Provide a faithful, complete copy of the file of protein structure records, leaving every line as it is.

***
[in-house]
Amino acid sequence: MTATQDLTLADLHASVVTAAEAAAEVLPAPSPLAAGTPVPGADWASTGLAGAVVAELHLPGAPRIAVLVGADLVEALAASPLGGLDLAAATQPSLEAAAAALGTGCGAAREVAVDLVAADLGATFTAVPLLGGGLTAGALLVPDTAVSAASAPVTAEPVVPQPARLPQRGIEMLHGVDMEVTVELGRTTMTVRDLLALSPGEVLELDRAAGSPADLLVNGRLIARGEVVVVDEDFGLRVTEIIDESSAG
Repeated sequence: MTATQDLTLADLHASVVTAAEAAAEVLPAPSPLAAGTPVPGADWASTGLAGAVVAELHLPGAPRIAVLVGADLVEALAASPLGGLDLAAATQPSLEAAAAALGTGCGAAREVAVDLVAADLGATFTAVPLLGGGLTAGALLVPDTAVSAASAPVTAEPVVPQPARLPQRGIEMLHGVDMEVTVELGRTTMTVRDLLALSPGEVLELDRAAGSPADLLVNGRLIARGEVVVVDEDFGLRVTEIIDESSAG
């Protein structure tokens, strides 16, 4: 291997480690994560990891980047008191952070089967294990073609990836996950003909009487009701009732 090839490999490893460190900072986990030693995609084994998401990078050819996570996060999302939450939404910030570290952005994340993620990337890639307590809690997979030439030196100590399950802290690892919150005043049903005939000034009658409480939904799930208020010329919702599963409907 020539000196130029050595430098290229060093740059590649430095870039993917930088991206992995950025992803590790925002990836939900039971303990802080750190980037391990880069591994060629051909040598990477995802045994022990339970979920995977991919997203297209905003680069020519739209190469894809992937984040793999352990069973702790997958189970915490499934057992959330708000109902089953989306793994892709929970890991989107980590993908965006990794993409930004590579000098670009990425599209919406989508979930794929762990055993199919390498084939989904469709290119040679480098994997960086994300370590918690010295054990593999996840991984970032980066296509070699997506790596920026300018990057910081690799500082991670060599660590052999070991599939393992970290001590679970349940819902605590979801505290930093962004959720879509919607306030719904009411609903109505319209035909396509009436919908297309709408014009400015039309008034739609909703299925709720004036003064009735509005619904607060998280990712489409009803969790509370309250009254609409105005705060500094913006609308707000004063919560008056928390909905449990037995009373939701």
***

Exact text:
[in-house]
Amino acid sequence: MTATQDLTLADLHASVVTAAEAAAEVLPAPSPLAAGTPVPGADWASTGLAGAVVAELHLPGAPRIAVLVGADLVEALAASPLGGLDLAAATQPSLEAAAAALGTGCGAAREVAVDLVAADLGATFTAVPLLGGGLTAGALLVPDTAVSAASAPVTAEPVVPQPARLPQRGIEMLHGVDMEVTVELGRTTMTVRDLLALSPGEVLELDRAAGSPADLLVNGRLIARGEVVVVDEDFGLRVTEIIDESSAG
Repeated sequence: MTATQDLTLADLHASVVTAAEAAAEVLPAPSPLAAGTPVPGADWASTGLAGAVVAELHLPGAPRIAVLVGADLVEALAASPLGGLDLAAATQPSLEAAAAALGTGCGAAREVAVDLVAADLGATFTAVPLLGGGLTAGALLVPDTAVSAASAPVTAEPVVPQPARLPQRGIEMLHGVDMEVTVELGRTTMTVRDLLALSPGEVLELDRAAGSPADLLVNGRLIARGEVVVVDEDFGLRVTEIIDESSAG
């Protein structure tokens, strides 16, 4: 291997480690994560990891980047008191952070089967294990073609990836996950003909009487009701009732 090839490999490893460190900072986990030693995609084994998401990078050819996570996060999302939450939404910030570290952005994340993620990337890639307590809690997979030439030196100590399950802290690892919150005043049903005939000034009658409480939904799930208020010329919702599963409907 020539000196130029050595430098290229060093740059590649430095870039993917930088991206992995950025992803590790925002990836939900039971303990802080750190980037391990880069591994060629051909040598990477995802045994022990339970979920995977991919997203297209905003680069020519739209190469894809992937984040793999352990069973702790997958189970915490499934057992959330708000109902089953989306793994892709929970890991989107980590993908965006990794993409930004590579000098670009990425599209919406989508979930794929762990055993199919390498084939989904469709290119040679480098994997960086994300370590918690010295054990593999996840991984970032980066296509070699997506790596920026300018990057910081690799500082991670060599660590052999070991599939393992970290001590679970349940819902605590979801505290930093962004959720879509919607306030719904009411609903109505319209035909396509009436919908297309709408014009400015039309008034739609909703299925709720004036003064009735509005619904607060998280990712489409009803969790509370309250009254609409105005705060500094913006609308707000004063919560008056928390909905449990037995009373939701």